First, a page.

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Life & People
Two episodes of gritty mob show “Gomorrah 3” have shot to No. 1 at the Italian box office after pay-TV operator Sky Italia, trying out a new distribution strategy, put them in cinemas before broadcasting them on the small screen. The episodes earned four times as much in theaters as freshly released feature film “Borg/McEnroe.”
A portrait of Christ by Renaissance artist Leonardo da Vinci has shattered all previous records for artworks sold at auction or privately, fetching a whopping $450.3 million on Wednesday at Christie's in New York. Salvator Mundi (Savior of the World), is one of only a score of Leonardo's works still in existence and the only one held privately.
More than 70 years after Italy’s iconic scooter was born, the Vespa is getting its most radical update yet.
Long Island’s newest Uncle Giuseppe’s Marketplace will also be the largest. At 10 a.m. on Dec. 1, the ribbon is to be cut in Melville, and customers will enter a 53,000-square-foot store that was formerly Waldbaum’s.
Italians living near one of the biggest steelworks in Europe have appealed to the government to protect their health after a dramatic photo showed water near the plant running red.
Italian Finance Minister Pier Carlo Padoan is confident that measures implemented by his government to strengthen a fragile banking sector will deliver dividends, based on a declining debt forecast and a number of government reforms.
This week, instead of reviewing one of the city’s newest restaurants, Jonathan Gold revisits Santa Monica icon Valentino. The Times critic gives due credit to Piero Selvaggio’s 45-year-old establishment, explaining that “if you were a young diner plunging into the restaurant scene of the 1980s, Valentino was the restaurant you measured yourself against.” At the time, the restaurant was considered “the best Italian restaurant in the United States;” however, “the decades progress. Tastes change.”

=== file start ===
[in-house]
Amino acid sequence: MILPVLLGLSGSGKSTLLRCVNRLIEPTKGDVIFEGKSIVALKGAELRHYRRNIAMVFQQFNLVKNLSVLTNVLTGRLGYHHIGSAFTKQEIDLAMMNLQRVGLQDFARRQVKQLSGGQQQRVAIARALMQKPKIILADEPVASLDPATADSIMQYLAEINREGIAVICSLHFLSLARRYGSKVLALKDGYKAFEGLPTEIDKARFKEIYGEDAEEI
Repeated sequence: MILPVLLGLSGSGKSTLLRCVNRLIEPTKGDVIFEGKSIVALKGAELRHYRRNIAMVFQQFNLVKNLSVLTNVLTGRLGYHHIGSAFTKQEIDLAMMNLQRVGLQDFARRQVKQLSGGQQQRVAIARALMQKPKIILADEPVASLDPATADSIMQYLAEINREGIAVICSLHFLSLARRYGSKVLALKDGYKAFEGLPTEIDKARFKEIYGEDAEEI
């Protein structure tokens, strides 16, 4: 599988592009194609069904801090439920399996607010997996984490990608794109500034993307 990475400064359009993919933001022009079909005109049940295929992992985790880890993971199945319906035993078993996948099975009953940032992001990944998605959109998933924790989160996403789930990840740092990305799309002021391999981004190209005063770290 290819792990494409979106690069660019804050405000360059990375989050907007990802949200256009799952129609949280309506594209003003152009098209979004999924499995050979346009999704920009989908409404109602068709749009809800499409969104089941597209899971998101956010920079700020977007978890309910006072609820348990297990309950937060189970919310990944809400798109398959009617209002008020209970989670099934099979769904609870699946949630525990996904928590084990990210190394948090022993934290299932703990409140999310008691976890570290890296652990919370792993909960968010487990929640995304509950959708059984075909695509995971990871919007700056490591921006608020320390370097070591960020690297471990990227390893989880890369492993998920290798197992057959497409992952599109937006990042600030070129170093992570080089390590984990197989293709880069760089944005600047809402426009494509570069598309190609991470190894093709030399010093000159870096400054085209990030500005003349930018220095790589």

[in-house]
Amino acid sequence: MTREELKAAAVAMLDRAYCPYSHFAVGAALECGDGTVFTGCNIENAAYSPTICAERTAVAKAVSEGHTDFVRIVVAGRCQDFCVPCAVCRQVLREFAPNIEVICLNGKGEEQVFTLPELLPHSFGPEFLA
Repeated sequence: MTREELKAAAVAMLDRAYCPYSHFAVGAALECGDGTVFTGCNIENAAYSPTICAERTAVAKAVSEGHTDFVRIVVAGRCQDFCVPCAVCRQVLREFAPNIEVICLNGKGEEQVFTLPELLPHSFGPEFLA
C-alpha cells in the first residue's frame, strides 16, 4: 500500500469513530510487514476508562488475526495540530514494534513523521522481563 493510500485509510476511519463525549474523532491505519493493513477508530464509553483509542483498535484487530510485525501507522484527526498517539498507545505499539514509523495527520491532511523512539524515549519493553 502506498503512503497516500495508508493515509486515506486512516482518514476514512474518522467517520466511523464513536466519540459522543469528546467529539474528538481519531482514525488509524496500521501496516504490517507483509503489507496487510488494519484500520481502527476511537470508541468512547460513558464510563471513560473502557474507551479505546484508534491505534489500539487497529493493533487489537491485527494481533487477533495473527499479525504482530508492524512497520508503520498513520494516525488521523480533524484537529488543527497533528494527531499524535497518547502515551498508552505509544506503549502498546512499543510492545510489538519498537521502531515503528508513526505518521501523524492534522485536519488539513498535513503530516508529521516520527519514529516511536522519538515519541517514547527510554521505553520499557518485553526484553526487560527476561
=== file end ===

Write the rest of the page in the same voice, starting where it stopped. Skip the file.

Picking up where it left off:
As the lunchtime rush at the Factory Kitchen is petering out, executive chef Angelo Auriana orders to our table his traditional focaccina calda di Recco al formaggio.
A few days before Christmas last year, Fabrizio Pozzobon, a plumber from the Venice area, left Italy. Telling his family and friends that he was going on a short vacation, he boarded a plane to Istanbul and vanished.
The white truffle season has started in Italy, but the crop is seriously depleted.
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Italy in NY Calendar
Rarely seen photos of the art punk scene in 1980s Naples will be on view at the Italian Cultural Institute from December 8, 2017 to January 12, 2018.
Against the backdrop of a city exacerbated by urban disaster, an unruly artistic movement emerged, calling themselves the "Neapolitan Savages," and for a brief moment, their utopian credo -- counter public corruption and the new political makeup with creative anarchy -- gave hope to a people debased by the oppressions throughout history.
Curated by Paolo Pontoniere and Toty Ruggieri, in collaboration with Comune di Napoli, Accademia di Belle Arti Napoli and Campania Felix LLC.
Friday, December 8, 2017 | 6:30pm - 8:30pm
Italian Cultural Institute of San Francisco
601 Van Ness Ave, Suite F, Opera Plaza
Refreshments to follow | Free Admission | RSVP HERE